Where to hide questionably legal goodies in your car
Many countries are relaxing their quarantine restriction. Summer festivals are scrambling to make up for lost time. And so are your dealers! Is it really a summer festival if you didn’t bring something you’re not allowed to have? But wherever there are people having fun, you can be sure that the cops will be there too like flies on shit. Where are the best spots in your car to hide your goodies?
The first thing to understand is there are no secret spots in your car that the cops won’t actually know about. Here are the three things that successfully passing a law enforcement inspection depends on:
- A police dog. If they’ve got one, then I’ve got bad news for you. One K9 customs officer told CarVertical that his dog detected a package of hashish sunken in a truck’s diesel fuel tank.
- The officer’s mood and willingness to search your car. Unfortunately, this may all depend on how you and your entourage look, and whether or not you avoid eye contact.
- The rarity of your car. If it’s rare enough, could it have strange hidden compartments that the law won’t be aware of?
Where do cops most often look for stuff? They’ve actually compiled a list, which we’ve shortened here:
1. The space under your front seats. Yes, there’s a storage space down there. The more you know!
2. Spare tires. You’ll probably only fiddle with the inside of your spare for larger amounts, but they’ll also check in the boot under your spare as well;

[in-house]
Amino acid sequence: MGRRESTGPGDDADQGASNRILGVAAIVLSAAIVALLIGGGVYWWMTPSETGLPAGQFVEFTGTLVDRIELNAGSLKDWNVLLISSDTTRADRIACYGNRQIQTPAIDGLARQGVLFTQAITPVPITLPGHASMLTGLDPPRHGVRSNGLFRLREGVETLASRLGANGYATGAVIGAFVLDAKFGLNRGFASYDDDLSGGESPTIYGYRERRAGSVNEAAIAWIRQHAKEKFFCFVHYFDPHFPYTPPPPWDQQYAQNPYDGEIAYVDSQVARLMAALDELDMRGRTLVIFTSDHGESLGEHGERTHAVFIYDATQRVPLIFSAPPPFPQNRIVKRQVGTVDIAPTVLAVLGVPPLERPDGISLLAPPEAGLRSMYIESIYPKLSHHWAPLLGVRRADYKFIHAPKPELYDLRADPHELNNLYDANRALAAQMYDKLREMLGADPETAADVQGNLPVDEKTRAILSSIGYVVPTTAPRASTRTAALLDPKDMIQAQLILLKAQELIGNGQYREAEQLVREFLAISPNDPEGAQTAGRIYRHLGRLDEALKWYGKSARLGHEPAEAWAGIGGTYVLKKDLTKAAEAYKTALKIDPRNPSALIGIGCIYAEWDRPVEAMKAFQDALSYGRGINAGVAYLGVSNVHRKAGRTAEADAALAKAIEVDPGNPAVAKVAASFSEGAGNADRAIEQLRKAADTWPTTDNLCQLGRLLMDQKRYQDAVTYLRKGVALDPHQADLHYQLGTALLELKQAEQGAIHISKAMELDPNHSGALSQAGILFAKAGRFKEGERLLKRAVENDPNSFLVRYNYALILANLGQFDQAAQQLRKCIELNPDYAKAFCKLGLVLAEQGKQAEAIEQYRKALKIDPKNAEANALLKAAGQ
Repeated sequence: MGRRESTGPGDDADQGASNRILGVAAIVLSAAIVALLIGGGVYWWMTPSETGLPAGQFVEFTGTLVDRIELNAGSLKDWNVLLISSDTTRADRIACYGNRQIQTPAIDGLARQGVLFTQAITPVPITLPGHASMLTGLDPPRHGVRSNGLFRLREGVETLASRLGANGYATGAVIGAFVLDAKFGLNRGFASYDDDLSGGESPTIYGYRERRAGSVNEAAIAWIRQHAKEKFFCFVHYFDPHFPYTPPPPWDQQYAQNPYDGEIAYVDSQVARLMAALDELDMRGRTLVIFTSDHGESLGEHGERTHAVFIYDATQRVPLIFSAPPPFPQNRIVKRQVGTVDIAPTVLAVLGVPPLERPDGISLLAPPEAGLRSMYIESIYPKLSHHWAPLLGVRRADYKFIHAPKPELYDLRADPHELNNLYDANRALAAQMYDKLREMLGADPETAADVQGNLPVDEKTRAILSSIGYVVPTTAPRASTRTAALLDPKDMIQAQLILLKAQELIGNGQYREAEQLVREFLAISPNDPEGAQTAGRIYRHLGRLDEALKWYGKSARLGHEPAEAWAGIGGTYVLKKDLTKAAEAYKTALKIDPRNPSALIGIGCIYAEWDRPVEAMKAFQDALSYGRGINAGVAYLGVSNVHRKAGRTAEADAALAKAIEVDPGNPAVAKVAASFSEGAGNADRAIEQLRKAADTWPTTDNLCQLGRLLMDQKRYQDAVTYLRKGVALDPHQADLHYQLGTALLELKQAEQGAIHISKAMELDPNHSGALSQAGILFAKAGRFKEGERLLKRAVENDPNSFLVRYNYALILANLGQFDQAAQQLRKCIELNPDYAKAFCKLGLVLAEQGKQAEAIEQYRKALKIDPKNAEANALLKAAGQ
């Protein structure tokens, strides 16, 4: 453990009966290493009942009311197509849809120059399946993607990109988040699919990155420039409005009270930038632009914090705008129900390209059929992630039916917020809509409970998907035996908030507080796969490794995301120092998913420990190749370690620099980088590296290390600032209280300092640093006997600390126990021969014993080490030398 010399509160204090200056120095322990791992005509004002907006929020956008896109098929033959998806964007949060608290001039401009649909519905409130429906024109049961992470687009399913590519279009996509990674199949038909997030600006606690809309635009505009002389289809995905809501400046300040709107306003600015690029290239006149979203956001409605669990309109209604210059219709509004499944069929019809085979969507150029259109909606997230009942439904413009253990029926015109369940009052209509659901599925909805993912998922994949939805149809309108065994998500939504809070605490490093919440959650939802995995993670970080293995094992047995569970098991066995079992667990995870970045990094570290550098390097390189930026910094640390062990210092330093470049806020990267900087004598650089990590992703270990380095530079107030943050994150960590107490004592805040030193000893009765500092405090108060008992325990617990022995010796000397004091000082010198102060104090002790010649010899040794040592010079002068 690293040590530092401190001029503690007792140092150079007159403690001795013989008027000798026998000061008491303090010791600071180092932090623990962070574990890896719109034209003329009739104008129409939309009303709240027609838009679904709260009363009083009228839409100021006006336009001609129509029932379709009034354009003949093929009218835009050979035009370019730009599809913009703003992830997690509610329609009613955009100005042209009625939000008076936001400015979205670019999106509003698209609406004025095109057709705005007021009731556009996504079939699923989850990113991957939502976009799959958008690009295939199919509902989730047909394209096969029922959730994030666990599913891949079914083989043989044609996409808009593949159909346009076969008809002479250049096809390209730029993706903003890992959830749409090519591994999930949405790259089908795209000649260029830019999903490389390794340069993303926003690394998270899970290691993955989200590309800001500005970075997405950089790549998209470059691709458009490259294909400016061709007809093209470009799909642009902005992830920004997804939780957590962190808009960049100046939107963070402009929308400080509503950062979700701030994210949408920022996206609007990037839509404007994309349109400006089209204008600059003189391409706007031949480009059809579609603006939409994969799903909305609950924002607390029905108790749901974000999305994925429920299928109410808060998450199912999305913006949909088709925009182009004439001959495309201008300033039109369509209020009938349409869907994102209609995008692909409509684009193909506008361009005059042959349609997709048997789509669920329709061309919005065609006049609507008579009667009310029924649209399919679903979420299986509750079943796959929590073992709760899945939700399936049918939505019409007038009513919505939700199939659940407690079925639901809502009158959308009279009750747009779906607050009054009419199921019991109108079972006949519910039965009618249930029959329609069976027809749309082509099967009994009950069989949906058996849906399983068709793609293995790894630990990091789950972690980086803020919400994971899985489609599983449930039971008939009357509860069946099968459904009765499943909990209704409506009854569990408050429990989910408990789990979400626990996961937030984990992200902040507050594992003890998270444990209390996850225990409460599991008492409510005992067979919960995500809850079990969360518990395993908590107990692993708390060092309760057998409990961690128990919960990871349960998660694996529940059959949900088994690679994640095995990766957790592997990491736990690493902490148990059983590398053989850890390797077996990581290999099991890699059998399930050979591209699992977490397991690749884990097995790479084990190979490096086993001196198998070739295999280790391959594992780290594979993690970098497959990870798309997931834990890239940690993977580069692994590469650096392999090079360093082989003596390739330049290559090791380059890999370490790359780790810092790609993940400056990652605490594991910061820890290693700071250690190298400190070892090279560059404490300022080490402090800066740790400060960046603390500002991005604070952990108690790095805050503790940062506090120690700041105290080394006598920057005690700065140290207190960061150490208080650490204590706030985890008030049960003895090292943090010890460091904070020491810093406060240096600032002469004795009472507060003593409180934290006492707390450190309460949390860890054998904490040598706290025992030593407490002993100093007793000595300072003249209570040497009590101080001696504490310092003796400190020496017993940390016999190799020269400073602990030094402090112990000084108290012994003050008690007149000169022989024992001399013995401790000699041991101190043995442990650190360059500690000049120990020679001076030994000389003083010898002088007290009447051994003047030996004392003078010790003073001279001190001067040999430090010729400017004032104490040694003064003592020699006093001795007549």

3. The rear-facing pockets on your front seats;
4. Ventilation openings;
5. Under the mats;
6. On and in your sun visors;
7. Looking for panels taped somewhere near your engine;
8. Depending on the model, they might check the storage near your steering wheel, the one in your dashboard, the one between the front seats, or the retractable one between the rear passenger seats.
That doesn’t leave us with many options. Here’s what we’ve got:
- A sealed package attached to a string and tossed into your fuel tank. Secure it by screwing the string into the thread when you close the cap, leaving a barely perceptible tip showing.
- The same string method can be applied to your windshield wiper fluid.
- The same string method can be applied to the emergency oil reserve that you, a responsible and law-abiding driver, always keep in the trunk.
- The engine and the cabin are separated by noise- and fire-insulation layer. An access point might be hard to find, but once you do, you can stick something in there. How much depends primarily on how fond you are of noise and/or fire.
- Some cars’ headlights are easy to remove, and some have strange little pockets that are impossible to see without removing said headlights.
- Some cars do, in fact, have quite secret storage areas under the glove compartment in the front dashboard. Check if yours does.
It ain’t easy. The best answer we can give you for where to hide something maybe not entirely legal is “not in your car.” We can’t tell you where to stick it, because us CarVertical folks are car people, not proctologists. Good luck and enjoy responsibly!